Abidjan-Lagos Highway Could Be West Africa’s Game Changer – Business Post Nigeria

By Adedapo Adesanya

Nigeria Health Watch has kicked off the second cohort of newsrooms working to expand the practice of Solutions Journalism in Africa.

Solutions Journalism adopts a solutions-oriented approach to journalism; telling rigorous, investigative, and compelling stories of responses to various social problems so that they can be scaled up or replicated elsewhere.

It differs from traditional, often problem-focused journalism because it highlights what works, as opposed to what does not, and goes further to investigate why an intervention or solution to a social problem was able to bring change.

Three nominees from 10 newsrooms from across Nigeria participated in a two-day in-person training in Abuja to learn why solutions journalism matters and the framework for producing it.

The Nigerian Institute of Journalism (NIJ) also produced the first set of student cohorts to grace the training.

The training is part of the Solutions Journalism Africa Initiative project implemented by Nigeria Health Watch with support from the Solutions Journalism Network (SJN).

The first cohort received their training in 2021 and was supported by the project team to produce and publish solutions-focused stories across multiple platforms.

Speaking at the training, the Managing Director of Nigeria Health Watch, Mrs Vivianne Ihekweazu said, “It is important to look at how communities and individuals are solving various social problems and provide them with platforms to show what they are doing despite the challenges.”

The initiative, she said, therefore, presents a unique opportunity to redefine the way news is reported in Nigeria – providing an alternative news option and empowering Nigerians by showing where solutions have been found to everyday problems in the country, and not only reinforcing the often-accepted narrative.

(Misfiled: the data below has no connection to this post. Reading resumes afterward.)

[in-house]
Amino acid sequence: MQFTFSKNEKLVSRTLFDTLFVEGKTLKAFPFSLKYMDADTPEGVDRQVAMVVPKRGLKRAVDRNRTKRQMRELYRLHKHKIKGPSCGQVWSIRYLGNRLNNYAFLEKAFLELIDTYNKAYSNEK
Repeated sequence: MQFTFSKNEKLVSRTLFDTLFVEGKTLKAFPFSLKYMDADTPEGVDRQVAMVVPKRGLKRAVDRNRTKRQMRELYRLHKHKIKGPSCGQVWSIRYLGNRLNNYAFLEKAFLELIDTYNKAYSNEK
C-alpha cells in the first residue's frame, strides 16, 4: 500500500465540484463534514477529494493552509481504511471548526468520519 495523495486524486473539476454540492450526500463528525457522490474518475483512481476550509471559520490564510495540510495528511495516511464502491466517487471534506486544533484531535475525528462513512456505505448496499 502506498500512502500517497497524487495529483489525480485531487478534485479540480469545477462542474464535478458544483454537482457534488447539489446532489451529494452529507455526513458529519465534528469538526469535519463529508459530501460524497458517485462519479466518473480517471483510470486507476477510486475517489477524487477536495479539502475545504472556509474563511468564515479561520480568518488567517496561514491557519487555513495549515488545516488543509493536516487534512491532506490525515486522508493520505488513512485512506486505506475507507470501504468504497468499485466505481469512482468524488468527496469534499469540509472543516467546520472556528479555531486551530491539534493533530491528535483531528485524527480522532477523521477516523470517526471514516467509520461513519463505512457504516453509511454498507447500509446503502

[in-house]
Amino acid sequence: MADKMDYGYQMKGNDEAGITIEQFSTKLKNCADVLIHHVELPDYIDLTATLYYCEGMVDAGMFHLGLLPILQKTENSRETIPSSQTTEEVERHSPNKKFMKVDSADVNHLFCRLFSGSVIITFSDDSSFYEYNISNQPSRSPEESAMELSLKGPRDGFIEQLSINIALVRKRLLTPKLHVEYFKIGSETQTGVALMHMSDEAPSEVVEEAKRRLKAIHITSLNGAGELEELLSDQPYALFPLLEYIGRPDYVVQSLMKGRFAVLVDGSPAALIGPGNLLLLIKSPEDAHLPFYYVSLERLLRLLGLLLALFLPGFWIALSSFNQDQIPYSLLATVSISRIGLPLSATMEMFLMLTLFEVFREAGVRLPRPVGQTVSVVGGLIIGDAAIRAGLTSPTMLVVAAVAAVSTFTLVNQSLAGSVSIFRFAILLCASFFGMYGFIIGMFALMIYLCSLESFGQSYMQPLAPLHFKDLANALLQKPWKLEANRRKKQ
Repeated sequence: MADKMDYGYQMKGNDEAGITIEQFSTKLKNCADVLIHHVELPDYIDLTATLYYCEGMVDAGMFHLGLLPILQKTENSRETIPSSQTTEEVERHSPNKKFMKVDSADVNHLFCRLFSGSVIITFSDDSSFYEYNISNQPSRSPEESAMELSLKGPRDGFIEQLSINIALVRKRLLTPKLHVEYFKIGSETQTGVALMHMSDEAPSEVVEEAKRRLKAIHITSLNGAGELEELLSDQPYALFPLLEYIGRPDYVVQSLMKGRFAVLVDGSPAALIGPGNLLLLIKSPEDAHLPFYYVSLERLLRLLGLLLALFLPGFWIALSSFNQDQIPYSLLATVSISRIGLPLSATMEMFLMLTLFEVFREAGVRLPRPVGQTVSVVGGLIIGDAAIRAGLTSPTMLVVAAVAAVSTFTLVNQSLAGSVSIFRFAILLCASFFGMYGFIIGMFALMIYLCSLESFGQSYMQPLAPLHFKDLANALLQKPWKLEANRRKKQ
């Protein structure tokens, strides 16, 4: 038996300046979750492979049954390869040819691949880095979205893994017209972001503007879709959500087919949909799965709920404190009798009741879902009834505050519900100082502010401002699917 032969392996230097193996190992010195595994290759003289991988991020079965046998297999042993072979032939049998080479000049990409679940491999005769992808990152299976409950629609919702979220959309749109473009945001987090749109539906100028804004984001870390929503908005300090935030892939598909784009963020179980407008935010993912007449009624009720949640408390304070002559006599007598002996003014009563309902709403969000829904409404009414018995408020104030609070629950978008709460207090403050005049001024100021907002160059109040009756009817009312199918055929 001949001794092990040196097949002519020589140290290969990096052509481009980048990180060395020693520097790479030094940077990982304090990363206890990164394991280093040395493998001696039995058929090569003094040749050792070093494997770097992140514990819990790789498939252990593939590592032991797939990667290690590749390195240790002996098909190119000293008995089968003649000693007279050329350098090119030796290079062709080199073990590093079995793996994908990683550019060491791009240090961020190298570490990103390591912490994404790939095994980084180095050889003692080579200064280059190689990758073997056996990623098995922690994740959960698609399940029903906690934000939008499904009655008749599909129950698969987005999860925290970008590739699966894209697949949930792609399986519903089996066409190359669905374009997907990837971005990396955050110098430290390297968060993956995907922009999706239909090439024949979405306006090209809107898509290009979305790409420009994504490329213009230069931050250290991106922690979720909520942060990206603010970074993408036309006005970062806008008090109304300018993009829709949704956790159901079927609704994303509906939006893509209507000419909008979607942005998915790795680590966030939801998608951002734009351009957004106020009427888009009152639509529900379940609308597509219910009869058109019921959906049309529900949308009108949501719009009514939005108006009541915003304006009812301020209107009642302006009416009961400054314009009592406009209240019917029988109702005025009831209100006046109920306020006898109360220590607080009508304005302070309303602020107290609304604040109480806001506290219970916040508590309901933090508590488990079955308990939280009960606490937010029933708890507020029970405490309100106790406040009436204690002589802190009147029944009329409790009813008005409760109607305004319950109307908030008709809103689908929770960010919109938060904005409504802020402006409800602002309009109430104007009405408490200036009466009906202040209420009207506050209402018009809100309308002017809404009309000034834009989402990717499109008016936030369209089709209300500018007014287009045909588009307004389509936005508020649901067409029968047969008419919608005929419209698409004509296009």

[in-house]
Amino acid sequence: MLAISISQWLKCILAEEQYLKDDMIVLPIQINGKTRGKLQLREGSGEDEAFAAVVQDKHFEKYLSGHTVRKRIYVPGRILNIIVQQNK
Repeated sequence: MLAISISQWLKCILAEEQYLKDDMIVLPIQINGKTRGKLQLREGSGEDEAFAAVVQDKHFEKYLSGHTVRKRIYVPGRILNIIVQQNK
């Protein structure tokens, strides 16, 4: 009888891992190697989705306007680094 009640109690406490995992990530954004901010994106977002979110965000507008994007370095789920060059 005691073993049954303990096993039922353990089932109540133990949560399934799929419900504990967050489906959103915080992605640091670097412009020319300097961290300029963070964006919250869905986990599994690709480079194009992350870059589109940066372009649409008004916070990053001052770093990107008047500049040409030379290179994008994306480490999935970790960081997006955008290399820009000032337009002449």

In her remarks, Ms Ruona Meyer, the Africa Initiative Manager at the SJN said negative reporting has denied audiences of a holistic view of the news and denied journalists the power to build society through constructive reporting. She encouraged the participants to be part of this movement that is ensuring that audiences are empowered with the contents they consume.

The training culminated in a visit to the Wassa Internally Displaced Persons’ (IDPs) camp where participants interacted with community members to not only learn about their challenges but also how they are working hard to respond to those challenges.

Solutions Journalism training1

According to Mr Abijola Amzat, the Managing Editor, International Centre for Investigative Reporting (ICIR), one of the 10 newsrooms participating in the second cohort, “The ICIR is happy to partner with Nigeria Health Watch to mainstream Solutions Journalism in Nigeria.

“We know that the material conditions of Nigerians are difficult now, but there are efforts from various sectors to improve situations. We believe journalists should report both the problems and the solutions people are seeking to improve lives.

“Therefore, this collaboration matters. Our goal is to produce journalists with a complete sense of awareness of the negative and the positive experiences of the people. We hope this project will bring us closer to the achievement of that objective.”

The practice of Solutions Journalism has continued to grow in Africa and the Nigeria Health Watch Torchlight series uses the approach to report on responses to health problems in Nigeria, with the Torchlight Africa series providing narratives of solutions in other African countries. To further expand the practice in Africa, the Solutions Journalism Africa Initiative will train newsrooms in Nigeria and Kenya on solutions journalism.

Following their training, the journalist nominees from the newsrooms will be supported and mentored over five months to investigate, write, produce, publish, or broadcast their solutions stories.

NHW Announces 2022 Solutions Journalism Africa Fellowship

Also, a fellowship known as the Solutions Journalism Africa fellows was launched by the organisers as part of the initiative. These fellows also joined the newsroom nominees in the training. They will also be supported to produce their stories and other fellowship deliverables in the next four months.

The 2022 Solutions Journalism Africa Fellows are:

  • Israel Olatunji Tijani
  • Umo Akwang
  • Adam Alqali
  • Blessing Oladunjoye
  • Rasheed Ademola Adebiyi
  • Usman Aliyu
  • Abiodun Jamiu
  • Folakemi Ajala
  • Misbahu el-Hamza
  • Emiene Erameh

Solutions Journalism fellows


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